Friday 12 April 2013

I love the welfare state

kaberettPosted by kaberett

[Content notes: medical gatekeeping, current government policy, graphic medical details, cancer]

... I think the NHS is great
Forget about your worries and your strife:
We’ve got our - healthcare guaranteed
They will not charge us any fees
The welfare state’ll care for us for life!

And, do you know, I really do love the NHS. I really do love the welfare state. I love receiving DLA; I love my bus pass; I love my wheelchair. (Yes, my wheelchair? Is the NHS' fault.) I love all of the various ways in which the welfare state makes it easier to Exist While Me in our society; I am endlessly grateful that I can leave the house, that I have support to Get Stuff Done, and so on. I have wept grateful tears over being able to call NHS Direct and be told whether or not to go to hospital. I love being able to attend my GP once every couple of weeks in order to catch up on all the things that have gone wrong, tweak my doses, and so on. I love that my prescription medications - I'm on somewhere around 10 a day, ignoring my as-and-whens - only cost me one hundred pounds a year.

When they're ill in the US, their budget's blown,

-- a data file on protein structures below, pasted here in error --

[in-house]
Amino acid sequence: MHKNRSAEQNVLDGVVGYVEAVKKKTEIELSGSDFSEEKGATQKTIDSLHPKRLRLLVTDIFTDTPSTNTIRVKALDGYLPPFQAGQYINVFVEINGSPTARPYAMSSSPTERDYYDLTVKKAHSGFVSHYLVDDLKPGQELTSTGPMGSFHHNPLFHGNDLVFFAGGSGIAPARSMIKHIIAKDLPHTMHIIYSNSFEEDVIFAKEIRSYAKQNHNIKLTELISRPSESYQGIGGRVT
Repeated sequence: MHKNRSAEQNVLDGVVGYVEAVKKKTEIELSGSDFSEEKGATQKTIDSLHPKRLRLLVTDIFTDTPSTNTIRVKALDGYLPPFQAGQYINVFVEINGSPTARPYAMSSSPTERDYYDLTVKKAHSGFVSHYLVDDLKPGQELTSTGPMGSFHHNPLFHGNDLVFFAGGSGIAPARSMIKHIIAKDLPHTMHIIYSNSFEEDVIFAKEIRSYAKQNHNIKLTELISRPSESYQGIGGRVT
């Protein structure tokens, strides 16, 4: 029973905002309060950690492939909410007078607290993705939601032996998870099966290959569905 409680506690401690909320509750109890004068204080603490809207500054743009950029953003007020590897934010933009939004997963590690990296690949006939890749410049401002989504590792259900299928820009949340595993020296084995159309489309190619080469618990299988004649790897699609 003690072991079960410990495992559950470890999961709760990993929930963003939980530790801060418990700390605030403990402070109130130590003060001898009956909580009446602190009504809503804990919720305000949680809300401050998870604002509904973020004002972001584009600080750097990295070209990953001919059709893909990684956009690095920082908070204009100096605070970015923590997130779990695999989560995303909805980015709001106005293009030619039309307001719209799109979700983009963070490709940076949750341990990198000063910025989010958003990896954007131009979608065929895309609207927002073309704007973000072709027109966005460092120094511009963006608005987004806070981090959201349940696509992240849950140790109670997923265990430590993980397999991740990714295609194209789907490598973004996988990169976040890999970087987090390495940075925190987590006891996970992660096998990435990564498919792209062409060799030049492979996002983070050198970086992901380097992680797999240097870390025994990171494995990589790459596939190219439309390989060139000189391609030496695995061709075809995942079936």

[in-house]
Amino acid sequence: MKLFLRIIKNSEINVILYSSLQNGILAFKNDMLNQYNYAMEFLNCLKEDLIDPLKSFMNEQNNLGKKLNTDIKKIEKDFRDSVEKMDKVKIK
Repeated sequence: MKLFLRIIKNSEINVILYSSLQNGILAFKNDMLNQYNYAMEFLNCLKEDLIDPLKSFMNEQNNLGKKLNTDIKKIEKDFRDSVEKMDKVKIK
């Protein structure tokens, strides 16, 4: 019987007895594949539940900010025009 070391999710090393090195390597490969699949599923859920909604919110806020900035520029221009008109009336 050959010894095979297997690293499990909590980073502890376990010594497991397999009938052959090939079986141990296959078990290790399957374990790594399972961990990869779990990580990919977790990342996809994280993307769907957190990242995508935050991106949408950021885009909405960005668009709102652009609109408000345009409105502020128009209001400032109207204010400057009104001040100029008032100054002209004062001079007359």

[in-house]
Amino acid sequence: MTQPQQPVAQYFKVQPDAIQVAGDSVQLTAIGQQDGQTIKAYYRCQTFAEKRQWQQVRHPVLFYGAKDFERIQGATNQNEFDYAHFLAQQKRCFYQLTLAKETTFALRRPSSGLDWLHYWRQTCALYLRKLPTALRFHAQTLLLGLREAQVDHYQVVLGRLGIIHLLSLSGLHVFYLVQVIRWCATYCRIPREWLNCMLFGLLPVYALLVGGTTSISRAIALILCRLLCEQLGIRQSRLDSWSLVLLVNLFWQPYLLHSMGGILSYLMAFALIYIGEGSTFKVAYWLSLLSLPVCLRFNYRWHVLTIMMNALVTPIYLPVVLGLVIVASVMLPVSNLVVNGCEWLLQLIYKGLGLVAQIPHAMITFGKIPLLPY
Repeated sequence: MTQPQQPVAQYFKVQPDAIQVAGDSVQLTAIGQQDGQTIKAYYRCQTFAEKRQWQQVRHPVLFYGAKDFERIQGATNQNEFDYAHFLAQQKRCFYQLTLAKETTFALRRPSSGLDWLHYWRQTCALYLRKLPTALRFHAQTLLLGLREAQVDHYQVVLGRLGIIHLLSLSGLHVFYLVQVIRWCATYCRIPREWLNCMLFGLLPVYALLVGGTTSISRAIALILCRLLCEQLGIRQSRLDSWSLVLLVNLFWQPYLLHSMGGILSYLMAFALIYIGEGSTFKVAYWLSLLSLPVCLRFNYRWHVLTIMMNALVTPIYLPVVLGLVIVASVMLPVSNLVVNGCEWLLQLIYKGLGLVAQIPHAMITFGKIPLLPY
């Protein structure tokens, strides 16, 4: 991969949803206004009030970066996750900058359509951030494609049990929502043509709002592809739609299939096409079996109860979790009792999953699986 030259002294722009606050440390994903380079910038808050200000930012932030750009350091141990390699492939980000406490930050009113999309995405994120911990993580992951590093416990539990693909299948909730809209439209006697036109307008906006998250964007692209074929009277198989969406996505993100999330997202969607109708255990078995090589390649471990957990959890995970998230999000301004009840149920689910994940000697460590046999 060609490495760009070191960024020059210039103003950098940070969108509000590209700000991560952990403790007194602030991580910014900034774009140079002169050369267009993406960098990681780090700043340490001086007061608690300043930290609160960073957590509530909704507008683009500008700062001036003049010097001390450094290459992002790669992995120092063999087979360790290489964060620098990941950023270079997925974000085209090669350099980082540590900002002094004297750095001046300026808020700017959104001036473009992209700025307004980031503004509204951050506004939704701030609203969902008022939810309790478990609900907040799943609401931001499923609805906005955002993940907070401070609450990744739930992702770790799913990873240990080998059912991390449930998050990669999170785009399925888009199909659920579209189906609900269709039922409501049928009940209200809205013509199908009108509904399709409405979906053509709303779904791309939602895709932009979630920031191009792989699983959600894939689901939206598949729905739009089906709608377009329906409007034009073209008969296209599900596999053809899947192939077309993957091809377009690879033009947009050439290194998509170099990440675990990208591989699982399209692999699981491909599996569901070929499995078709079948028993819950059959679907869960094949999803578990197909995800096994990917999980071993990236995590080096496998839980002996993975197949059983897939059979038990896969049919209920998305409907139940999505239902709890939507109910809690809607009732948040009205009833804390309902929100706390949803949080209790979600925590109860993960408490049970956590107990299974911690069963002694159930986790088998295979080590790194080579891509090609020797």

Bankrupt by doctor's bills, not like at home
GPs and hospitals for free

For every slightest malady.
When you've fallen into the rocks and plants,
Or your kid's put ants into your pants,
Or maybe - tried a few...
The NHS is always there to care for you.

For nearly a year in there, I thought I was going to be moving to South California for grad school. Specifically, I thought I was going to be moving to LA - a country where one of my standard medications isn't FDA-approved, and a city that makes my lungs hate me for a good three months after I move somewhere with better air quality.

Even with the (extremely comprehensive) health insurance provided by my grad school, I'd have been paying minimum $100/term for the insurance, plus another one hundred bucks a month as co-pays on my prescriptions, as near as I can tell - if I'd even been able to persuade doctors to prescribe me long-term pain medication. (Put it this way: it would probably have been easier to get hold of medical marijuana than of codeine, even though I've a history of using codeine responsibly, and am by now fully aware of what dose I need and what side-effects I'll get.)

And that? Well, that's before we get onto the topic of my major medical condition (average delay in diagnosis from first symptoms in the US are even longer than the 8 years you get in the UK) - and, of course, the fact I'm trans*. In the UK, I can in theory - eventually - get hormones and top surgery. For free. [Content note: cissexism, gatekeeping, general appalling bigotry.] That is so, so far from being true in the US - where, as in the UK, most insurance plans don't cover trans*-related healthcare, but unlike the UK going private is your best bet - that it's really nowhere near funny.

You know we love the welfare state
We think the NHS is great
Forget about your worries and your strife:
And if you're - not too hard to please
We generally won't charge you fees
The welfare state'll care for us for life!